Two people who were occupying coal loading machinery at Port Kembla on Thursday morning in a bid to stop coal being loaded onto a Taiwanese bulk carrier have been arrested.
Around 20 protesters also blocked an access road at the coal terminal.
It was part of a series of protests by a group called Front Line Action on Coal.
Similar protests took place at coal ports along the east coast, including Brisbane, and Newcastle, the world’s largest coal port.
“Police Rescue have been [at Port Kembla] a number of hours. And we think the second person is still up there,” spokeswoman Rada Germanos said early on Thursday morning.
“We are a grass roots action group holding action,” she said.
Ms Germanos said the action was being taken because Australia’s ongoing coal exports were at odds with global efforts to tackle climate change.
When the two climbers accessed the machinery they unfurled banners reading “No New Coal” and “Australia: Exporting Climate Change”.
The other group tried to prevent coal trucks reaching the coal terminal.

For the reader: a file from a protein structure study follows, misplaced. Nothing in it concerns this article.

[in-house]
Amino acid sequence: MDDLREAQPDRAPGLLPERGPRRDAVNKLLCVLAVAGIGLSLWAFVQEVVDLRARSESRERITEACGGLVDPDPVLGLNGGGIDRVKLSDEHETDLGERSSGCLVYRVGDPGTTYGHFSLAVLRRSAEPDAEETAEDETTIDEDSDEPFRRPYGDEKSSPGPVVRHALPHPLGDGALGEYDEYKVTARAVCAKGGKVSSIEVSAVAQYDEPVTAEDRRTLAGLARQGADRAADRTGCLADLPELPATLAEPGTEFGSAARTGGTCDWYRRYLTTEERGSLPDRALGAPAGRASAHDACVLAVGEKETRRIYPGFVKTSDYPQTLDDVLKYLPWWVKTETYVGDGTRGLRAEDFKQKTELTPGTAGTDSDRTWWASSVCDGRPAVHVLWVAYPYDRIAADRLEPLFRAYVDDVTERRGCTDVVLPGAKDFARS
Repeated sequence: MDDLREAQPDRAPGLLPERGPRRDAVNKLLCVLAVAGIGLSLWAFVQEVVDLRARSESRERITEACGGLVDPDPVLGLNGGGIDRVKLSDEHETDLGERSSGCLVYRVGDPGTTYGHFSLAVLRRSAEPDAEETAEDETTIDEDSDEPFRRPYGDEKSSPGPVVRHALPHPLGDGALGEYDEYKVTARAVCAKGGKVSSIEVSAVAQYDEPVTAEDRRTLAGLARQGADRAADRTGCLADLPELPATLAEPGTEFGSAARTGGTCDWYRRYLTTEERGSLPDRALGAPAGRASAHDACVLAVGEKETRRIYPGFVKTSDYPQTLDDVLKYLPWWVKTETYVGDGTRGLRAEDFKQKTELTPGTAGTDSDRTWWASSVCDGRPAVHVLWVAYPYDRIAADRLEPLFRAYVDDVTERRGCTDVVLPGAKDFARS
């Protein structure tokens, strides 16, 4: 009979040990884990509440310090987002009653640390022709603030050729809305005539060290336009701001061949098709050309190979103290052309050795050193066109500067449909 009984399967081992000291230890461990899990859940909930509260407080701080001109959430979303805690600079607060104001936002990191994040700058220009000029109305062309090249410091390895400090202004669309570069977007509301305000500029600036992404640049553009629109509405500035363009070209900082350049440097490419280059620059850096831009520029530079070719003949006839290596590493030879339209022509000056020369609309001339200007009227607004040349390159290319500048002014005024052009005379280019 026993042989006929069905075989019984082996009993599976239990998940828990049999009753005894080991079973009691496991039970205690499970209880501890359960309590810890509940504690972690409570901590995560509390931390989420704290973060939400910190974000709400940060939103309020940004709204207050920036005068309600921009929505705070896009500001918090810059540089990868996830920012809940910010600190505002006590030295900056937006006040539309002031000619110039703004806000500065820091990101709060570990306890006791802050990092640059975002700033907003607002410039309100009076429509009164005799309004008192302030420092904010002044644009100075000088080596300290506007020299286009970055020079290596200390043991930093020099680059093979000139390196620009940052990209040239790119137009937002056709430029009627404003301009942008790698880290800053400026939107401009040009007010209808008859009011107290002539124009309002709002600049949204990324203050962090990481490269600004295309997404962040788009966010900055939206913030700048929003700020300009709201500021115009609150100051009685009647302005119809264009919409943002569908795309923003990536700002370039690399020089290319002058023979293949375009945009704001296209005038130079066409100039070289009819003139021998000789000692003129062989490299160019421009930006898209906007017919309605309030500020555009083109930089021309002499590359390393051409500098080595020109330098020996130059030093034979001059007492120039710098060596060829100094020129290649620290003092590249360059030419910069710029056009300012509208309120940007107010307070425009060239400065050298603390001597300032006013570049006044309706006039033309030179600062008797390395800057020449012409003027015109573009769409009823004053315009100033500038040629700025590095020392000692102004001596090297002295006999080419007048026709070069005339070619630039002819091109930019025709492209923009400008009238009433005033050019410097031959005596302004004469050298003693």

Ms Germanos said the group were calling for a halt to new coal expansion in New South Wales, with a genuine effort to support job creation and re-skilling workers in sustainable industries.
“500 jobs were lost at BlueScope Steel in September – we do not want to see coal workers and families in the Illawarra suffer the same sudden job losses as global coal demand drops, simply due to a lack of government planning.”
The protest at Newcastle saw two people lock themselves onto equipment at Kooragang, while at Brisbane there was a tree sit with people blocking the railway.
In Newcastle, three coal port protesters were taken into police custody while in Brisbane police arrested the man that was suspended on a platform by a cable attached to the rail line at the port, preventing coal from entering the port.